The Sustainable Development Goals are a set of promises to transform our world. They include ending poverty, hunger, and inequality and bringing about peace, justice, and strong public institutions to name a few. These promises cannot be fulfilled without adequate funding, though. Alex Yuster, Director of Social Policy at UNICEF, said it well: “Funding is the lifeline for turning promises into reality.”
And funding must be well managed. Thus, public budgets, the most powerful tool governments have to direct their resources to meet the needs of their people, are critical to achieving the SDGs. Unfortunately, governments often fail to fully implement their budgets according to plan. Revenues or expenditures can exceed or fall below approved amounts, resulting in what we call a budget credibility problem. Credible budgets play an important role in creating fair and sustainable societies. They ensure social investments reach those most in need[i].
In the spirit of seeking joint solutions, IBP and UNICEF co-hosted two panel events in New York during the UN General Assembly to discuss the importance of budget credibility to achieving the SDGs. At an event at the UN’s SDG Action Zone, IBP’s Chloe Cho gave a snapshot of the world’s status in budget credibility:
“Our study of 35 countries finds governments underspend their aggregate budgets by about 9% on average. This may not seem much, but if you think about the size of some governments, it can represent millions and billions of dollars. The average figure also hides some extreme cases where budgets are underspent by more than 50%. In fact, across low-income countries, average underspending is larger at 14%.”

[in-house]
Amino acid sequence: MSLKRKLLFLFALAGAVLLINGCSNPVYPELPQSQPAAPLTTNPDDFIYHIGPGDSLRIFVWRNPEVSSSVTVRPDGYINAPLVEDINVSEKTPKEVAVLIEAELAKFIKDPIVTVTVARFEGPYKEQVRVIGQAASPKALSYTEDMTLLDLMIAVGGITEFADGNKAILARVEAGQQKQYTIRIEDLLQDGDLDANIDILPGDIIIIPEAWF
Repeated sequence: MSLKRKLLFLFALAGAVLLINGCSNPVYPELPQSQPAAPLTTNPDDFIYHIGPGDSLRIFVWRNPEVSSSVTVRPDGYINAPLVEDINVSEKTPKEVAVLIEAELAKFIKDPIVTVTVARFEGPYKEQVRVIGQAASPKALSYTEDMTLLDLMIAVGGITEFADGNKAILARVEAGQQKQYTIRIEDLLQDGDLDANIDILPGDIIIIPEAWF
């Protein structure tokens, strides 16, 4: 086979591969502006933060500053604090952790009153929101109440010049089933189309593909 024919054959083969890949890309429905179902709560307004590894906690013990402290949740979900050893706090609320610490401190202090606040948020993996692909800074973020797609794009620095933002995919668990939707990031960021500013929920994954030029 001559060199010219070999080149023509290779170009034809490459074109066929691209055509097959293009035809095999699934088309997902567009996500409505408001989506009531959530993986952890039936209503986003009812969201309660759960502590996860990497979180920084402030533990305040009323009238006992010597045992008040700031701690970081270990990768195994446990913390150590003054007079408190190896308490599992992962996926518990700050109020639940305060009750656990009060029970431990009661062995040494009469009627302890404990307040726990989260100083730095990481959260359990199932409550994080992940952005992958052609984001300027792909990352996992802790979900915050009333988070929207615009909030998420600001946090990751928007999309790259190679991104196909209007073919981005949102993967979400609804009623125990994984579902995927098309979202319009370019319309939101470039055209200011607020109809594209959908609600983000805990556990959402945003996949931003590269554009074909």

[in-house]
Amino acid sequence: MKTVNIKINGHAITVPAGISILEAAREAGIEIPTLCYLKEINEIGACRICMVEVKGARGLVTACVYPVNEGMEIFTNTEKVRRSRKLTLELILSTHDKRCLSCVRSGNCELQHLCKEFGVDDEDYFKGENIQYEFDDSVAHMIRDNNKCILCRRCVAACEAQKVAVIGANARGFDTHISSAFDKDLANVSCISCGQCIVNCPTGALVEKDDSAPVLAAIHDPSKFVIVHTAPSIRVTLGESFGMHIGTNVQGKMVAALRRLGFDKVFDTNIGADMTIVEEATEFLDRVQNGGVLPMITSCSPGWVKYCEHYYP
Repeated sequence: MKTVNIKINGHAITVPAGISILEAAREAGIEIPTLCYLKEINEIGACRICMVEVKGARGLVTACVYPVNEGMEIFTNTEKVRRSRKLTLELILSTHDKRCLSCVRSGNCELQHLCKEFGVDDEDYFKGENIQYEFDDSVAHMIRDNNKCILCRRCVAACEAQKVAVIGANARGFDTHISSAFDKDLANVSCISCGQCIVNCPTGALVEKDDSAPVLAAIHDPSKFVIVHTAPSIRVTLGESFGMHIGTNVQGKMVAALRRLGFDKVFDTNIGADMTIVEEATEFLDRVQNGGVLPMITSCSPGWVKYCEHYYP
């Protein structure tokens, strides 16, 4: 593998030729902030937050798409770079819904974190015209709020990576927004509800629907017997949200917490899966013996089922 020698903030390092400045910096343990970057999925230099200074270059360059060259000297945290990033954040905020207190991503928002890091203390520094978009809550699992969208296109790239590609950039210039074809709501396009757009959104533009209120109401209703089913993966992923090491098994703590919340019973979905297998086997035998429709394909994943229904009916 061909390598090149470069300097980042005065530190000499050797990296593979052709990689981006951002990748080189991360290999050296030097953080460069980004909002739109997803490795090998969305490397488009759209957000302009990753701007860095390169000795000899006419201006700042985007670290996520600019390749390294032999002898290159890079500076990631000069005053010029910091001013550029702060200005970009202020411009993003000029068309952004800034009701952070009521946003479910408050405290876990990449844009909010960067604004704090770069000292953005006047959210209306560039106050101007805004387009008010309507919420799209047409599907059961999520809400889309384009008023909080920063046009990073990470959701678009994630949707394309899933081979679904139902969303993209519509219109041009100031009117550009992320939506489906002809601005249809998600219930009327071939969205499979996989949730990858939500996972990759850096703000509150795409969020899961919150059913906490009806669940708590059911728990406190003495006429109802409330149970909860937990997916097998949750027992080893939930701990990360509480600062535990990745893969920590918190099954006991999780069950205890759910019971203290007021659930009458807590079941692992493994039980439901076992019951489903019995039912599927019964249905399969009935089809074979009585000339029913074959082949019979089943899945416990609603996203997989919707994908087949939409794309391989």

This can translate to serious human impacts.
“What does manual scavenging in India have to do with the credibility of government budgets?” you may ask. Manual scavengers have faced caste discrimination for centuries. Despite laws passed by parliament in 1993 banning manual scavenging, the practice still continues. Bezwada Wilson, a National Convener for Safai Karmachi Andola, made it clear it is vulnerable communities like these being left behind when budgets aren’t implemented as intended. Over the past several years, the Indian government has spent less than 1% of budget allocated for rehabilitation of manual scavengers.
It’s not just manual scavengers—other communities are at risk as well. 30% of immunization budgets in 22 largely low-income countries were unspent over a multi-year period, even as these countries officially reported stock outs or shortages of life saving vaccines on 96 separate occasions during that period. Average underspending is just under 20% for agriculture and housing, and more than 20% for environmental protection – an area that includes public sector investment to address climate change.
However, budget deviations are sometimes necessary, for example when a country experiences unexpected macroeconomic shock (like the 2007/2008 financial crisis). But when deviations occur, government should explain why.